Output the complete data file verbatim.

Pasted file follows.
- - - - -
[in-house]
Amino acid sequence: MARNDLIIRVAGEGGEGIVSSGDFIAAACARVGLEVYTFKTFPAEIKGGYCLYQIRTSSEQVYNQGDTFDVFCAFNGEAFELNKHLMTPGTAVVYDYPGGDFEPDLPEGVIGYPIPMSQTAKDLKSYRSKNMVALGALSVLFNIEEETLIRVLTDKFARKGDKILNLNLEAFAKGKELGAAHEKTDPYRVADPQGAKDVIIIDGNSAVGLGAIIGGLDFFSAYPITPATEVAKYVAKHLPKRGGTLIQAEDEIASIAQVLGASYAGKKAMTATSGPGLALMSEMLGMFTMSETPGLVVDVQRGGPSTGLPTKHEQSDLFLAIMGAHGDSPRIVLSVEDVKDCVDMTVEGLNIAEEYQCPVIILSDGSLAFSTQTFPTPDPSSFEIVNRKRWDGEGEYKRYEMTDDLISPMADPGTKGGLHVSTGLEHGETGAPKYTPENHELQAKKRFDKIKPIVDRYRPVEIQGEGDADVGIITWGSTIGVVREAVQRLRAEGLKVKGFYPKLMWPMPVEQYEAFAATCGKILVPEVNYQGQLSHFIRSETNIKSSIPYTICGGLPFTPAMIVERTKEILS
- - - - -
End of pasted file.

[in-house]
Amino acid sequence: MARNDLIIRVAGEGGEGIVSSGDFIAAACARVGLEVYTFKTFPAEIKGGYCLYQIRTSSEQVYNQGDTFDVFCAFNGEAFELNKHLMTPGTAVVYDYPGGDFEPDLPEGVIGYPIPMSQTAKDLKSYRSKNMVALGALSVLFNIEEETLIRVLTDKFARKGDKILNLNLEAFAKGKELGAAHEKTDPYRVADPQGAKDVIIIDGNSAVGLGAIIGGLDFFSAYPITPATEVAKYVAKHLPKRGGTLIQAEDEIASIAQVLGASYAGKKAMTATSGPGLALMSEMLGMFTMSETPGLVVDVQRGGPSTGLPTKHEQSDLFLAIMGAHGDSPRIVLSVEDVKDCVDMTVEGLNIAEEYQCPVIILSDGSLAFSTQTFPTPDPSSFEIVNRKRWDGEGEYKRYEMTDDLISPMADPGTKGGLHVSTGLEHGETGAPKYTPENHELQAKKRFDKIKPIVDRYRPVEIQGEGDADVGIITWGSTIGVVREAVQRLRAEGLKVKGFYPKLMWPMPVEQYEAFAATCGKILVPEVNYQGQLSHFIRSETNIKSSIPYTICGGLPFTPAMIVERTKEILS